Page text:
Pop-art cigarettes and incense: Russian contemporary art triennial launched

A visitor at the opening of the spring exhibition season at Garage Museum of Contemporary Art in Moscow.

A visitor at the opening of the spring exhibition season at Garage Museum of Contemporary Art in Moscow.

Vladimir Vyatkin/RIA Novosti
The curators of the Garage Museum of Contemporary Art traversed Russia from Kaliningrad to Vladivostok meeting with 200 artists. Sixty of them were invited to take part in the museum’s first triennial.

Moscow’s Garage Museum has opened its first Triennial of Russian Contemporary Art. The exhibit, running from March 10 to May 14, serves as a survey of sorts, aiming to discover new artists of great originality inhabiting the country’s vast expanse – those outside its two main cultural centers of Moscow and St. Petersburg. RBTH reviews some of the triennial’s most interesting projects.

1. The Robotic Thurible by Where Dogs Run

The Robotic Thurible by "Where Dogs Run." Source: Oleg KrasnovThe Robotic Thurible by "Where Dogs Run." Source: Oleg Krasnov

Ekaterinburg-based artists Olga Inozemtseva, Alexey Korzukhin, Vladislav Bulatov, and Natalya Grekhova are no newcomers to the art world – they formed their art group, Where Dogs Run, in 2000, and have since managed to rise to international fame. In 2012, they were honored at the Prix Ars Electronica, one of the most prestigious awards in the field of electronic and interactive art held in Linz, Austria. Before that, their ironic interactive objects and video works had been featured at various events in Russia, the UK, Italy, Germany, France, and other countries.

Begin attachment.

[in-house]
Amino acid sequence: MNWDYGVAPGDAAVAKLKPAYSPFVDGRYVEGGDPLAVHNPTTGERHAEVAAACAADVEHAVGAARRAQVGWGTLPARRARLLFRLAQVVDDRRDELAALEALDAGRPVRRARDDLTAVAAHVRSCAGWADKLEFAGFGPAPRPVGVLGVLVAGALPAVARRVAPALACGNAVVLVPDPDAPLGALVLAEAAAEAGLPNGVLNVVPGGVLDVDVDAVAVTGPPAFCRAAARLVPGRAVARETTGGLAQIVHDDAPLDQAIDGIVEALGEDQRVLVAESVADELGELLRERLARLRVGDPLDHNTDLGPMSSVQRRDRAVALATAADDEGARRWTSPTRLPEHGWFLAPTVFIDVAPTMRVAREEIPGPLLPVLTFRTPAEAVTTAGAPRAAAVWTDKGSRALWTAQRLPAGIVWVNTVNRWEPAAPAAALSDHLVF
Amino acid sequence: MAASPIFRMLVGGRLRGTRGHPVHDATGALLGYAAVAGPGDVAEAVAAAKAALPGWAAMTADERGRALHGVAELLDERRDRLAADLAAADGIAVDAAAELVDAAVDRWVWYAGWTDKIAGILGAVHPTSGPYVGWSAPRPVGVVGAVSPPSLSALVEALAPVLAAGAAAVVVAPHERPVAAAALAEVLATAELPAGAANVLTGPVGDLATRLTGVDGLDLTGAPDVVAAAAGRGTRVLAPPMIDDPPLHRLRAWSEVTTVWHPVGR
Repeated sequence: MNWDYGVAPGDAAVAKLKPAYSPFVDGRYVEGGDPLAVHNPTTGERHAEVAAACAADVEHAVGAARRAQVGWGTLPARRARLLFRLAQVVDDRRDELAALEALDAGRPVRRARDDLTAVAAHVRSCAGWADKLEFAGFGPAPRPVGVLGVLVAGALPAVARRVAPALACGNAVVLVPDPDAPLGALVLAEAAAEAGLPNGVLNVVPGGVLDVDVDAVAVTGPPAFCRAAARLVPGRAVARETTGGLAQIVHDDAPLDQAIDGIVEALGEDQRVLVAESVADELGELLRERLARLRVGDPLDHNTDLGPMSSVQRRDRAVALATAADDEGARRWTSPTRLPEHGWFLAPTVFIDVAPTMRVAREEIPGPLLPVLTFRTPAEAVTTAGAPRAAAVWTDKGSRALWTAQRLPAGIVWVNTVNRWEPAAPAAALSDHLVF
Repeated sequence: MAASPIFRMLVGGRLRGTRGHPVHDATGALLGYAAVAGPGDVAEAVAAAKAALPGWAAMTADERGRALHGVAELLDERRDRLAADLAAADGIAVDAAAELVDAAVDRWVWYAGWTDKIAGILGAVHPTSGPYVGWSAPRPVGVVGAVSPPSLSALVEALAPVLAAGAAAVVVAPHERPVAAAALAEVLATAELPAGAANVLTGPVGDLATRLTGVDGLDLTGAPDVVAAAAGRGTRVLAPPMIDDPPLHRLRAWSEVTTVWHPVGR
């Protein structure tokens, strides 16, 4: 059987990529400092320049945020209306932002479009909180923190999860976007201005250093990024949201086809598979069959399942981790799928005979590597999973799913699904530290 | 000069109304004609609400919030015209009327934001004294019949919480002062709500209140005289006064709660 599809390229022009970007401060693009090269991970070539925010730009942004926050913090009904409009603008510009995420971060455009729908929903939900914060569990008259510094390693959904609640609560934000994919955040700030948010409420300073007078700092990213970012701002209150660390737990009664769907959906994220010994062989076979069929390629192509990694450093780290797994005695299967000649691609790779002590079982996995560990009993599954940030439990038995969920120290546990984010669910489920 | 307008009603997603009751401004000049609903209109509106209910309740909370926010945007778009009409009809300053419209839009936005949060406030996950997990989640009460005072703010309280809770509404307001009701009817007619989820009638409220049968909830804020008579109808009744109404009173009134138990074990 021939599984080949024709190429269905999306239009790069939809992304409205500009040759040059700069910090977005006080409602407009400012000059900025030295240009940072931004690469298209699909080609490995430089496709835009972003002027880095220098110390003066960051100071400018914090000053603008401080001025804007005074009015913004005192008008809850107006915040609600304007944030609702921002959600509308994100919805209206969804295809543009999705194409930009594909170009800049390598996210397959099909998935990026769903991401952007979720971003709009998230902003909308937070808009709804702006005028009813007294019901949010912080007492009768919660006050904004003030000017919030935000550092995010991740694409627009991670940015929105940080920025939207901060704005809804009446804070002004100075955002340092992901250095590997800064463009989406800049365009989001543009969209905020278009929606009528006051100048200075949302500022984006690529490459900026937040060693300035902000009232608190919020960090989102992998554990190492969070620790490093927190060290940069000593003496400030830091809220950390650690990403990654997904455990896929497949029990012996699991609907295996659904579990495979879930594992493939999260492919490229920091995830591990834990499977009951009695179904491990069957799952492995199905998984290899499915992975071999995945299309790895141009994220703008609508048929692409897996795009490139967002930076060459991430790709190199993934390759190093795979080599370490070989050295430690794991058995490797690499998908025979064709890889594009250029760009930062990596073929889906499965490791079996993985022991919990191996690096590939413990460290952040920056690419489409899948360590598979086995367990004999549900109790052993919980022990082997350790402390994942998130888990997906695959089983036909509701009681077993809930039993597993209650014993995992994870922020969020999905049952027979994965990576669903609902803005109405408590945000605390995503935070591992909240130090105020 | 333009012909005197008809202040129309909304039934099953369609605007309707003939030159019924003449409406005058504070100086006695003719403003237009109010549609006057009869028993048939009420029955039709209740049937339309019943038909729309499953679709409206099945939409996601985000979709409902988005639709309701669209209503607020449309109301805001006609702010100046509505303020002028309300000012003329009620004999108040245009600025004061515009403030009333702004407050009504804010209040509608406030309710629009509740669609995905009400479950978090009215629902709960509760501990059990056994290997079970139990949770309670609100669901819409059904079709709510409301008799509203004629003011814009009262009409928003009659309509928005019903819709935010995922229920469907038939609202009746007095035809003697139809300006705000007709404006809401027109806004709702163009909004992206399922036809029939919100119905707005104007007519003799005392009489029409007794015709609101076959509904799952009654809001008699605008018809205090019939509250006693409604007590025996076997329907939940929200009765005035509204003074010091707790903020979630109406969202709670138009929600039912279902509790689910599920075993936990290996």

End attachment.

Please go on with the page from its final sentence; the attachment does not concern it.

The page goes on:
The Garage Triennial spotlights their new work: A moving ‘flying saucer’ hung from a rope that regularly releases smoke, a reference to the thurible, a kind of censer – an incense container – used during Orthodox Christian rites. The work invites the viewer to contemplate the rapid re-emergence of the Russian Orthodox Church – which technically is no longer a state body – as a prominent part of modern life in Russia.

2. The kinetic sculptures of Nikolai Panafidin

The kinetic sculptures of Nikolai Panafidin. Source: Vyacheslav Prokofyev/TASS The kinetic sculptures of Nikolai Panafidin. Source: Vyacheslav Prokofyev/TASS

Technically, Nikolai Panafidin from Chelyabinsk isn’t even an artist – he majored as a structural engineer. But you would never know that by his incredible moving objects – kinetic sculptures – that in terms of beauty rival the works of prominent figures of kinetic art such as Jean Tinguely or Julio Le Parc. Panafidin finds inspiration in performance art: He sporadically cooperates with theater set designers and creates stage props. The Garage Museum’s curators dub him the triennial's most valuable discovery.

3. Paintings by Damir Muratov

Paintings by Damir Muratov. Source: Oleg KrasnovPaintings by Damir Muratov. Source: Oleg Krasnov

This 50-year-old artist who lives in Omsk holds most of his exhibitions at various local museums and galleries. Muratov could be categorized as a successor to Russian pop art and conceptual art traditions with a very distinct national flavor. His paintings at the Garage Museum teem with references to Soviet popular culture, including movie posters, designs of matchboxes and cigarette packs, and even typical landscape paintings popular in Russia since the Tsarist era.